Benedict Cumberbatch talks about playing Julian Assange
Benedict Cumberbatch stars in the controversial movie, The Fifth Estate, playing Julian Assange. At the Toronto Film Festival this week, the 37-year-old London-born actor talks about this highly anticipated thriller concerning the news-leaking website WikiLeaks and its editor-in-chief and founder, Assange
How difficult was it for you to become Julian Assange?
I was keen to do something that personalised and made him human; that showed there were universal qualities to him, which as a film that’s investigating him behind the front man for Wikileaks could expose or try and discuss. At the same time, I think it is easy to castigate him easily as either good or bad. I believe that has happened to him and that is one of the reasons he wants to pull away from the film, but also, for him, it’s about the message and not the messenger and I kind of respect that.
He’s a father, he’s somebody who’s had a childhood, he has a sense of humour, he’s got profound integrity and worked to create an idea into reality. I think a lot of people can at least empathise with that, and then discussions can evolve as to whether that’s a good thing or a bad thing, but he’s not context-less as a human being; he came from somewhere.
Did you try to contact him?
I did. I would have loved to have met him and I think like any artiste, being in front of a live subject is far more productive and informing than working from a photograph or any kind of interface that’s not you being in the same room as that person. And I sadly didn’t get the chance to do that, but I respect his standpoint and I reasoned in my communication with him that I thought it was not totally well-founded. I think there was a lot to celebrate in our version of the story because what it does to my mind is bring back into the focus how important Wikileaks is as an idea and the integrity of that idea. It shows what an extraordinary achievement that was and that was Assange and that’s a celebration of his ability and what Wikileaks continues to do.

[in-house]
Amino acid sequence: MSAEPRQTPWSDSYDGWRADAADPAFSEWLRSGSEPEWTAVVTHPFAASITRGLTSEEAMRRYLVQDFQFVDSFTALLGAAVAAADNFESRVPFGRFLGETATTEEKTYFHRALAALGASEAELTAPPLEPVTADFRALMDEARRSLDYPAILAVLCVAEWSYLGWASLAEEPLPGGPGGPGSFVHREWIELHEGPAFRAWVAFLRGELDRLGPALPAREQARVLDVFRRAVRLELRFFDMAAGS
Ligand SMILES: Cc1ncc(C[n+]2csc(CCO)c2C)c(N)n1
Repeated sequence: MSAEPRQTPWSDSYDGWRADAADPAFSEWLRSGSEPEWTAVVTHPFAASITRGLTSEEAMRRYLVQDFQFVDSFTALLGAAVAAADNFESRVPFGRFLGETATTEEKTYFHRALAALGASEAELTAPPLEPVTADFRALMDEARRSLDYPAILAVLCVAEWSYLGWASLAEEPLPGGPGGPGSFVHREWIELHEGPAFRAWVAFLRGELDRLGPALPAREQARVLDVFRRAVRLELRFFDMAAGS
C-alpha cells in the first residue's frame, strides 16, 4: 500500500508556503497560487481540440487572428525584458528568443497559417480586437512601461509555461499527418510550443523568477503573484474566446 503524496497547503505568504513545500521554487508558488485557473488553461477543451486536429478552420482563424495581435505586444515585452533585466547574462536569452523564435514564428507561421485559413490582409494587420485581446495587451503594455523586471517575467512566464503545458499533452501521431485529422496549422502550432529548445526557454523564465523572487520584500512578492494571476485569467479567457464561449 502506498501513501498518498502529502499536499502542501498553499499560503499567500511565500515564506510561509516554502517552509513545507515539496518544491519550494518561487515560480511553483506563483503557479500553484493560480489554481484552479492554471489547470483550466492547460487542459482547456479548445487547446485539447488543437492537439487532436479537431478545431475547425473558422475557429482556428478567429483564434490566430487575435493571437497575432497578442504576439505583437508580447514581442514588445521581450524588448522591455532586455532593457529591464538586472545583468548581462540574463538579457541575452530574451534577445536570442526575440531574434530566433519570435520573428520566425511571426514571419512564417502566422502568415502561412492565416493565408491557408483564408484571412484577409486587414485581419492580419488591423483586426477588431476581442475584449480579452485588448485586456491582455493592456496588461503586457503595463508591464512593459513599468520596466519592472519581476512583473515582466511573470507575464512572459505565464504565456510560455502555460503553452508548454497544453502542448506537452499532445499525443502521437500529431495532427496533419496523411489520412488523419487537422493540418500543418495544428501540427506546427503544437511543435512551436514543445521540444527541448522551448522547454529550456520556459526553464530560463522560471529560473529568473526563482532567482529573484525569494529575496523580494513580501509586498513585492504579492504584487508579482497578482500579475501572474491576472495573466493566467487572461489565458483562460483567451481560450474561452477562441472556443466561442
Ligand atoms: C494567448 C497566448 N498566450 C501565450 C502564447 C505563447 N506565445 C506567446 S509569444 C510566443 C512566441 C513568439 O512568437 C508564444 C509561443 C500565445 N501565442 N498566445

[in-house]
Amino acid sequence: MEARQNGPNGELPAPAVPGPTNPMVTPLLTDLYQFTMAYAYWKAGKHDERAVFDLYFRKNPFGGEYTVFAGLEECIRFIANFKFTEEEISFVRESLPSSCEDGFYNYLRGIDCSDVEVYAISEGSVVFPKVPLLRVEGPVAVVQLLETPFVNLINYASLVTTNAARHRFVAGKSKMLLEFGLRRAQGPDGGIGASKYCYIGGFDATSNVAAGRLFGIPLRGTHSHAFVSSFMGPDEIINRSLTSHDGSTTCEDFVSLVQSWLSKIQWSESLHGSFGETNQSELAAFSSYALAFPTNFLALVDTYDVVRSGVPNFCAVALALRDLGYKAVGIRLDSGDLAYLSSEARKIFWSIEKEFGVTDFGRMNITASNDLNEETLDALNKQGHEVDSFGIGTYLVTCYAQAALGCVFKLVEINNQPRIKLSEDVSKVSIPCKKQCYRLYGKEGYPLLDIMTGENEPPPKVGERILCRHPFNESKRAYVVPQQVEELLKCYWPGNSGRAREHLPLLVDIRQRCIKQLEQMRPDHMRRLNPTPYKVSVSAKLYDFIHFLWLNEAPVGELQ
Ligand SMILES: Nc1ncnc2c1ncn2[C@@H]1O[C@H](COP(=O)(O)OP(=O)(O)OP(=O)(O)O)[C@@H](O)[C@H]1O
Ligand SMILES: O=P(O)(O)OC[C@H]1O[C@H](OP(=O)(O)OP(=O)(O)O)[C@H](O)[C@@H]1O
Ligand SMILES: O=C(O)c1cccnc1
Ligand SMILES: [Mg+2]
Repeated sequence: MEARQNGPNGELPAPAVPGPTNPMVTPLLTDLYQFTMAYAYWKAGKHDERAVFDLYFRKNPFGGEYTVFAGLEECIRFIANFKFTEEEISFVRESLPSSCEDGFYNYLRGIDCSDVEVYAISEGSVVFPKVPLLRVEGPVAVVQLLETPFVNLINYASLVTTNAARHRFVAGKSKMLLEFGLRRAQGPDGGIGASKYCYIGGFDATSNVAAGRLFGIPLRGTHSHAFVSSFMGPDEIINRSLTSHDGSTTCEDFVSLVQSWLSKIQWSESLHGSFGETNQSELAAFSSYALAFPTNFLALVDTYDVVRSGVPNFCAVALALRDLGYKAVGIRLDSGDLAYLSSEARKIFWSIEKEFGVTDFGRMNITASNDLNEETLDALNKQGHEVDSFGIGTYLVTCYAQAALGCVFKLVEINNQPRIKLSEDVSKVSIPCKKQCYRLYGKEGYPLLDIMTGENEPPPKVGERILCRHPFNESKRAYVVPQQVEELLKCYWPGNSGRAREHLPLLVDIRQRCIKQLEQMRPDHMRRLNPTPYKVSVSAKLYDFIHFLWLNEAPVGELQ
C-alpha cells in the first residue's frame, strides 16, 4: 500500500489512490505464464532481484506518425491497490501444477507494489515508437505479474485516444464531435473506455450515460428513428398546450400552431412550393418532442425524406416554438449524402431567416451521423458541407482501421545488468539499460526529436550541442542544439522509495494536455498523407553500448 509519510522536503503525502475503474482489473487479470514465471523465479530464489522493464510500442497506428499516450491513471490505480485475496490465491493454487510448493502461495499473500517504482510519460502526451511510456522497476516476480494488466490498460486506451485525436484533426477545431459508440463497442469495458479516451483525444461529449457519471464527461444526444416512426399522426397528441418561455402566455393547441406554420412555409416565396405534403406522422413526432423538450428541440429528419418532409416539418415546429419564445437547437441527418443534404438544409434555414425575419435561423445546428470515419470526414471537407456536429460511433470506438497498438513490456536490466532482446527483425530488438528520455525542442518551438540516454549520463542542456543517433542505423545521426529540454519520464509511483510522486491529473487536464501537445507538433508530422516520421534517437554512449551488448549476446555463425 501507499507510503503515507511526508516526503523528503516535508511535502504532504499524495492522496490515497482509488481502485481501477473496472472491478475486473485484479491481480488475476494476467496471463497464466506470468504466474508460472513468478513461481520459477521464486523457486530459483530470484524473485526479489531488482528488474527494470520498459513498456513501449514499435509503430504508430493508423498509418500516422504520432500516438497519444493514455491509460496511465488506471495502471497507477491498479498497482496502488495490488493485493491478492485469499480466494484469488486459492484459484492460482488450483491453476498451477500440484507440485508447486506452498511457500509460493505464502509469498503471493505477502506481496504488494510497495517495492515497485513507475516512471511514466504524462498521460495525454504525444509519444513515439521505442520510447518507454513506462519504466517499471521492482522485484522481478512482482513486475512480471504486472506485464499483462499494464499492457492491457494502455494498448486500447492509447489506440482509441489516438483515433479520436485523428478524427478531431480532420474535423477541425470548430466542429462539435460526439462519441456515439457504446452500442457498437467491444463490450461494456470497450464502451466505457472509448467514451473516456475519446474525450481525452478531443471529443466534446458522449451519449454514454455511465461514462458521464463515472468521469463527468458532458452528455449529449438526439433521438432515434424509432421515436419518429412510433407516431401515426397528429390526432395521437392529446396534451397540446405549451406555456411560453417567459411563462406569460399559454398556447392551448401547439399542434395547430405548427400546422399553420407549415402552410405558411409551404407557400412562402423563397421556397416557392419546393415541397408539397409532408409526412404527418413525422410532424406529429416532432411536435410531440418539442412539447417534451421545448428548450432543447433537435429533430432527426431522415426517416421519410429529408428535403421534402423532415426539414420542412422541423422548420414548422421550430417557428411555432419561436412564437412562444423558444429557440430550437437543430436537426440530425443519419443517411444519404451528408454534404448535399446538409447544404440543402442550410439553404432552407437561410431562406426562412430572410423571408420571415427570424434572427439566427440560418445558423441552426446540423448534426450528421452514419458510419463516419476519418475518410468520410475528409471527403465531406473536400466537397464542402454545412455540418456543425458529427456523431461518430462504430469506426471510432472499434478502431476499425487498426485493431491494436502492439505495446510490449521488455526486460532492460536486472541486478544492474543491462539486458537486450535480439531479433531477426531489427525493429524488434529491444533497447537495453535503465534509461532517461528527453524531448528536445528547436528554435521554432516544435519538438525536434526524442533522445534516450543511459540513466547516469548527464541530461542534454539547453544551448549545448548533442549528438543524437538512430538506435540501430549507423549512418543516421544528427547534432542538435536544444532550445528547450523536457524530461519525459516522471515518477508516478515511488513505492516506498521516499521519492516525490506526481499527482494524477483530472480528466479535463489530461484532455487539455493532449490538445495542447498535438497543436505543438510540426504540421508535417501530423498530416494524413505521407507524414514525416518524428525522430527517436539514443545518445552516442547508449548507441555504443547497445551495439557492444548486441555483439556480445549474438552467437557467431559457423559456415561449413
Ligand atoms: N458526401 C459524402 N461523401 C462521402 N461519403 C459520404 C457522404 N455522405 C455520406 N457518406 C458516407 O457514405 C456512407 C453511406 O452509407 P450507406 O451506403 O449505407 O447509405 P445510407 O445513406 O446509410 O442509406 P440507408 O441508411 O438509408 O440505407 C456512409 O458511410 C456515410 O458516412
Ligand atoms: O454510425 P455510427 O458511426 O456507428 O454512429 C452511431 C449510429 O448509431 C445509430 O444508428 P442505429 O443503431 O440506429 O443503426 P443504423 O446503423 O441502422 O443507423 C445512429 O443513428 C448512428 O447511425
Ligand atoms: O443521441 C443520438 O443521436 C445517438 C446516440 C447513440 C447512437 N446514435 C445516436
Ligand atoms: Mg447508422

As an actor, do you find it daunting to have to talk about this political issue?
A little, but then, I am an actor, I am not a political activist. I am not the founder of a website, I am not a lawyer, I am not an expert pundit. I have touched on what I have needed to manufacture a characterisation. And I’m the first person to hold my hand up and say that I am an amateur in all other classes than my chosen profession, which because I am paid for, I guess I am classed as a professional actor (laughs). There’s a lifetime of commitment and knowledge behind these people’s activities, whether they are investigative journalists, whether they are state department officials, or whether they are Assange. And so to try and encompass all the arguments and have opinions is sort of fruitless.
As an ordinary citizen, how do you react when you learned for the first time about Wikileaks?
Well I was interested in the story rather than the messenger. I was shocked and confounded and fascinated by the revelations, none of which were sadly keeping out what we suspected. It was really shocking, and I think what Assange did very sensibly was to give that over to the mainstream media to perform. Assange’s movement is about this new evolution in journalism and I think journalists still have a place.
Julian asked you not to do the film?
He did. That was the main gist of his email. (laughs). It was sort of expected but his arguments were very strong and I had some strong counterarguments.
What was your first emotional reaction when you saw the reflection of him in the mirror?
It was interesting. I was listening to a recorded interview from the Internet and I was trying to do some voice work when I looked up and saw my reflection in the mirror. I was like, ‘Christ. It sort of works.’ I’ve got a very different face and I can pull apart the differences physically between us but there’s enough to do in terms of an interpretation of a character without being an impersonation of him.
Did you worry about the differences in physicality between you and Assange?
Well yeah, but you have to let go of that after awhile because there are always going to be differences, and it was a tricky aspect of the job. But you can’t get too obsessed by it because at the end of the day, you have got to perform the task that’s in front of you.
You have only got what is available, which is our height, build, and there are similarities. But he’s got a rounder face, I have got a longer face, he’s got darker eyes, I have got lighter eyes, he’s got light hair, I have got dark (laughs).
The Times / The Interview People